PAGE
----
It occurs to me how wordy I can be when there are wonderful visuals. Writing about the Days of the Dead reminded me that I have pictures of them.
802, 801, 800. The top of the ofrenda. (Left) Fertility charms from friends, hospital bracelets. (Center) Gavin’s baby sweater, birthday greetings, our rings, a sex charm I made in a sardine can. (Right) Photos, wedding invitation, more hospital bracelets.
806, 807, 808. The base of the ofrenda. (Left) Portrait of Gavin by a friend, milagro. (Center) Wooden flowers intended for our wedding, mums, painting from Oaxaca. (Right) Drawing of Gavin by a friend.
2006_Cancer Drawings. I’m not actually sure when Gavin did these, possibly in the summer of 2005, before the spine surgery. Everyone is drawn to them. I despised them on first sight. “Look, honey, I’m drawing the cancer going away.” Grrrr. It looked to me like he drew himself fading away. Losing weight, holes in his bones, mets all over, one drug after another, it still looks like prophecy.
It saddens me that people respond well to them – that he thought they would work, as part of his “visualization” routine, making it real with his eyes and his hands. And perhaps it’s contempt that makes me tell visitors how I thought these pieces foretold how he would erode and then disappear from this world. People want to buy them, I am broke but I don’t care. (Though I don't really want to keep them, either).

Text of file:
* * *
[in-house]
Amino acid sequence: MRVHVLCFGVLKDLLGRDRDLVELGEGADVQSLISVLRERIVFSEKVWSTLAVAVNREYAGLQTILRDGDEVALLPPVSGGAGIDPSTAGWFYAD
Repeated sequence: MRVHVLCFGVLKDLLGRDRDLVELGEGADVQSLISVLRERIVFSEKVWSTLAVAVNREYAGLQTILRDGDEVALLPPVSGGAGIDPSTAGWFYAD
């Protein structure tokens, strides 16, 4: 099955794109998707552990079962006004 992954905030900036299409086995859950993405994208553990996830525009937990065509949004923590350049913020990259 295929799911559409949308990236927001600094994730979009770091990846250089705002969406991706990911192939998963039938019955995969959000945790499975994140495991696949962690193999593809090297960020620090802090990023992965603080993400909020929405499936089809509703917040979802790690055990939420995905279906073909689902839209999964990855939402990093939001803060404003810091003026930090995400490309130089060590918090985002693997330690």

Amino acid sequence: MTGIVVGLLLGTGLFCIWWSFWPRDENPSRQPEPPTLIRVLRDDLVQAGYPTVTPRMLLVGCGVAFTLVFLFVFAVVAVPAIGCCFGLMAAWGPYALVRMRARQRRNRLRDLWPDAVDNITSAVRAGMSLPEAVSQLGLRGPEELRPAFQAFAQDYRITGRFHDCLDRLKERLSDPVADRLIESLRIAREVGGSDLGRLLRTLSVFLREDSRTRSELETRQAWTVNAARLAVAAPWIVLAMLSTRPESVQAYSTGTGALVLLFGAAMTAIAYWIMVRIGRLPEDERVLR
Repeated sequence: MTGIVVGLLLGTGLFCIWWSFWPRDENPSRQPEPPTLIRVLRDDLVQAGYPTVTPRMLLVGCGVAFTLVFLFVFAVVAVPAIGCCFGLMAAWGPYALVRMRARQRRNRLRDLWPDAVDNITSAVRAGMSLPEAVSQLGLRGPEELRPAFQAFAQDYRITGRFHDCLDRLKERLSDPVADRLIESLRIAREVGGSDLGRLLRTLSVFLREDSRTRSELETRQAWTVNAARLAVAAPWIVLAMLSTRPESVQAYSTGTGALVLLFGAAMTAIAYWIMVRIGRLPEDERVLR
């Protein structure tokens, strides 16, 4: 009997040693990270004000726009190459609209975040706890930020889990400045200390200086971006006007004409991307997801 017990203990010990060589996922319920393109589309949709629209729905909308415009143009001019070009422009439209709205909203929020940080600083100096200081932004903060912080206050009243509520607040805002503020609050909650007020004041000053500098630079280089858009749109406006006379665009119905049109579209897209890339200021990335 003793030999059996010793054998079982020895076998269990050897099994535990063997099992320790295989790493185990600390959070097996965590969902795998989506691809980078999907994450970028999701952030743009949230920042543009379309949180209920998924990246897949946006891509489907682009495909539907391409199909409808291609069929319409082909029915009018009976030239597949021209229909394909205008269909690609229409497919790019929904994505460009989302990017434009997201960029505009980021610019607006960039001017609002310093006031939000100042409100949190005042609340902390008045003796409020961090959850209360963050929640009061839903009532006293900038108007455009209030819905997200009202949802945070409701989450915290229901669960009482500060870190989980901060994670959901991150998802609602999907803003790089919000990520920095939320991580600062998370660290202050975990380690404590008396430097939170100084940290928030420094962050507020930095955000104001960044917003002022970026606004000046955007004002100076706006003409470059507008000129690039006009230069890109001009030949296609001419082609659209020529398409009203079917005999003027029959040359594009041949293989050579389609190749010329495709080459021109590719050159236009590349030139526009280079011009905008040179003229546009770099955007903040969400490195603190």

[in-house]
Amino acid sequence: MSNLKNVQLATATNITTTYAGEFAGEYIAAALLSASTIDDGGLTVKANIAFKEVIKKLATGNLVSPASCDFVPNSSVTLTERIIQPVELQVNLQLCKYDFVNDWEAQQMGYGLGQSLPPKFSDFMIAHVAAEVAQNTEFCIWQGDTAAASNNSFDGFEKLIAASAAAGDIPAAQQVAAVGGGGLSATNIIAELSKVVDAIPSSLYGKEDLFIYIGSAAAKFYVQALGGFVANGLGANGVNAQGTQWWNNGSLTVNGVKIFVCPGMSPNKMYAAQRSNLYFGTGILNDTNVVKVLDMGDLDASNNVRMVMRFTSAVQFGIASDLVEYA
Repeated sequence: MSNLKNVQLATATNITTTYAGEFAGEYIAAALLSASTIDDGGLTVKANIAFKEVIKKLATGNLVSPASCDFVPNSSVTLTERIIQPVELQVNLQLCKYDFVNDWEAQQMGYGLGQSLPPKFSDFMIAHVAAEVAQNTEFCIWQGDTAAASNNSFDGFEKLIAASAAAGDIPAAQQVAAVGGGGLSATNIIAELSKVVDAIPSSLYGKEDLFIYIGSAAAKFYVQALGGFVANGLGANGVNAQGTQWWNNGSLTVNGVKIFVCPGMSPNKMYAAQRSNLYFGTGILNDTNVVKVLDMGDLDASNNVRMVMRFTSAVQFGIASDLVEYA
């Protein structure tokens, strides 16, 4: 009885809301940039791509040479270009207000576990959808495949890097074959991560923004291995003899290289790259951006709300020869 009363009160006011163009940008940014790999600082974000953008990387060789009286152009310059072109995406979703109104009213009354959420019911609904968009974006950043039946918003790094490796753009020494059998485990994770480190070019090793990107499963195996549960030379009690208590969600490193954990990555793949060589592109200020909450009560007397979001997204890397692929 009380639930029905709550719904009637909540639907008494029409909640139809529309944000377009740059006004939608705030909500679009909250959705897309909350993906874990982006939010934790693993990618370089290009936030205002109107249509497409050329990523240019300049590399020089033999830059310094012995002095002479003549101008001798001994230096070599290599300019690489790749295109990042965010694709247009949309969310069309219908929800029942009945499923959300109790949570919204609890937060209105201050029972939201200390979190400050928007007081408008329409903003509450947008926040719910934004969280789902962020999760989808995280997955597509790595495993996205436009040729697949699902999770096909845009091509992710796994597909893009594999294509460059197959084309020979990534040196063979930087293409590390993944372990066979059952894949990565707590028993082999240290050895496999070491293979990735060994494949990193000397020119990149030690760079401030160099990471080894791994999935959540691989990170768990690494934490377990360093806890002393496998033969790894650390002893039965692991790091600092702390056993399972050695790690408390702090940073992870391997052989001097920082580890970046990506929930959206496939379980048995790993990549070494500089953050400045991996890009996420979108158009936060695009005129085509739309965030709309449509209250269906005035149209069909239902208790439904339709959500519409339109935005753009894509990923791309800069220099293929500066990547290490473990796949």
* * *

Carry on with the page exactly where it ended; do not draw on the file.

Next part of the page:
It’s not what he would have done, before disease, during, or now.
810. The blank piece of paper, hanging at the ready, which I cut up to make “party favors” for the 2007 Day of the Dead fire dance dedicated to Gavin.
I could talk more about how my Dad was a a photographer, and how careless I am about my history through images. I could talk about how a collective offering with Felipe Ehrenberg turned me back into an artist again, a long time ago. But for now, I’ll let the pictures do the talking.
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